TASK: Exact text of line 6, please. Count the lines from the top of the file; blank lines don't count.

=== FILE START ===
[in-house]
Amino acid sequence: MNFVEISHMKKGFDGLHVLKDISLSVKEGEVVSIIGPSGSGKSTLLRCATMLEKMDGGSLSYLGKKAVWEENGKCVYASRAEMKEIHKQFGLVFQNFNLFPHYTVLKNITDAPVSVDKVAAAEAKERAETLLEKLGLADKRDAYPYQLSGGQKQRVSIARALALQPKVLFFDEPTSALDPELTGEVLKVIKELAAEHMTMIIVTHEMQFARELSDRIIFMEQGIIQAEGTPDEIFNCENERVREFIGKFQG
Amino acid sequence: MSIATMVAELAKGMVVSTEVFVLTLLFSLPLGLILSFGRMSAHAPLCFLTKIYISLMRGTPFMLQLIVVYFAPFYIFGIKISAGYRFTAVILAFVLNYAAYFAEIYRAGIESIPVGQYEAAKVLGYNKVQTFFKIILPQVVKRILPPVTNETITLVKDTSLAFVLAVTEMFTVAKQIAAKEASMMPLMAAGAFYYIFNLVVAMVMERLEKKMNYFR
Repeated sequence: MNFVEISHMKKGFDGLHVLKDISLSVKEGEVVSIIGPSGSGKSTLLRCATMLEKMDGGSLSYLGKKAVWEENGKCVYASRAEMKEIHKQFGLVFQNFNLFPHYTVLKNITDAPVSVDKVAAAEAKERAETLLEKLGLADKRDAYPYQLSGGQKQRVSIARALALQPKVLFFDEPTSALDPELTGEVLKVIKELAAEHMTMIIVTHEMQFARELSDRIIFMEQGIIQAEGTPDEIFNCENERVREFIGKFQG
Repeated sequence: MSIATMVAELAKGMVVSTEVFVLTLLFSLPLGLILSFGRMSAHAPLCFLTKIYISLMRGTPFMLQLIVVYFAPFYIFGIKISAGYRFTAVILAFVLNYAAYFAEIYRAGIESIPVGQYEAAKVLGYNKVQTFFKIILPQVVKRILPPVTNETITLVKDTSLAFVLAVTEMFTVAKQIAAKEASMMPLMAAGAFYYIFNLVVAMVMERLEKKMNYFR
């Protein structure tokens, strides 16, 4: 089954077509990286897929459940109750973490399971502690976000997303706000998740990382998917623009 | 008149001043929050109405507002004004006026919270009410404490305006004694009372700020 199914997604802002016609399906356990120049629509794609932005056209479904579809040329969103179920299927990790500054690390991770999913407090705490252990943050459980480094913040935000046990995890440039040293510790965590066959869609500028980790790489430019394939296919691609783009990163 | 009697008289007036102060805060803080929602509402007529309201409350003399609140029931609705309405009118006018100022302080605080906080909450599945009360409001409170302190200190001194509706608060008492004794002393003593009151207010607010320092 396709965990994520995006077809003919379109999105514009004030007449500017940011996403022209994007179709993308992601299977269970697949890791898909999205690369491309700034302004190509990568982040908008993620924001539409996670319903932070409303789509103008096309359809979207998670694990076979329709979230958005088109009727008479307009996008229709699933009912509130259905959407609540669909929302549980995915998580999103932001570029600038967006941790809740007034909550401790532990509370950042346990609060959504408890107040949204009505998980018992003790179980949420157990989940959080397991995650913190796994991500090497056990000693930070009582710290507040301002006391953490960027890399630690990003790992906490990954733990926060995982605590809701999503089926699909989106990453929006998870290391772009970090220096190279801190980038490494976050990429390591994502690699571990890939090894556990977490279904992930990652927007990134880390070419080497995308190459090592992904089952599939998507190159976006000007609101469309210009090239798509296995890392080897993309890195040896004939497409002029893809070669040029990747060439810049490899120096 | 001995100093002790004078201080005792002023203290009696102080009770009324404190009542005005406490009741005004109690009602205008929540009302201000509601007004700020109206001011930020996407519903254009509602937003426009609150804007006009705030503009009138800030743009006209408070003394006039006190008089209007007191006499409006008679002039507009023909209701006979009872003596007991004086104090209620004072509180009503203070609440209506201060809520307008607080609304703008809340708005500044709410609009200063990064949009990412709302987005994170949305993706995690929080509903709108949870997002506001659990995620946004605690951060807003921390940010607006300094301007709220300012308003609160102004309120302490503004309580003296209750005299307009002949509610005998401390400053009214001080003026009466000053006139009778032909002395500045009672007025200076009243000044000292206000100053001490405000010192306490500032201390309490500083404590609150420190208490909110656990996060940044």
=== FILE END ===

């Protein structure tokens, strides 16, 4: 089954077509990286897929459940109750973490399971502690976000997303706000998740990382998917623009 | 008149001043929050109405507002004004006026919270009410404490305006004694009372700020 199914997604802002016609399906356990120049629509794609932005056209479904579809040329969103179920299927990790500054690390991770999913407090705490252990943050459980480094913040935000046990995890440039040293510790965590066959869609500028980790790489430019394939296919691609783009990163 | 009697008289007036102060805060803080929602509402007529309201409350003399609140029931609705309405009118006018100022302080605080906080909450599945009360409001409170302190200190001194509706608060008492004794002393003593009151207010607010320092 396709965990994520995006077809003919379109999105514009004030007449500017940011996403022209994007179709993308992601299977269970697949890791898909999205690369491309700034302004190509990568982040908008993620924001539409996670319903932070409303789509103008096309359809979207998670694990076979329709979230958005088109009727008479307009996008229709699933009912509130259905959407609540669909929302549980995915998580999103932001570029600038967006941790809740007034909550401790532990509370950042346990609060959504408890107040949204009505998980018992003790179980949420157990989940959080397991995650913190796994991500090497056990000693930070009582710290507040301002006391953490960027890399630690990003790992906490990954733990926060995982605590809701999503089926699909989106990453929006998870290391772009970090220096190279801190980038490494976050990429390591994502690699571990890939090894556990977490279904992930990652927007990134880390070419080497995308190459090592992904089952599939998507190159976006000007609101469309210009090239798509296995890392080897993309890195040896004939497409002029893809070669040029990747060439810049490899120096 | 001995100093002790004078201080005792002023203290009696102080009770009324404190009542005005406490009741005004109690009602205008929540009302201000509601007004700020109206001011930020996407519903254009509602937003426009609150804007006009705030503009009138800030743009006209408070003394006039006190008089209007007191006499409006008679002039507009023909209701006979009872003596007991004086104090209620004072509180009503203070609440209506201060809520307008607080609304703008809340708005500044709410609009200063990064949009990412709302987005994170949305993706995690929080509903709108949870997002506001659990995620946004605690951060807003921390940010607006300094301007709220300012308003609160102004309120302490503004309580003296209750005299307009002949509610005998401390400053009214001080003026009466000053006139009778032909002395500045009672007025200076009243000044000292206000100053001490405000010192306490500032201390309490500083404590609150420190208490909110656990996060940044």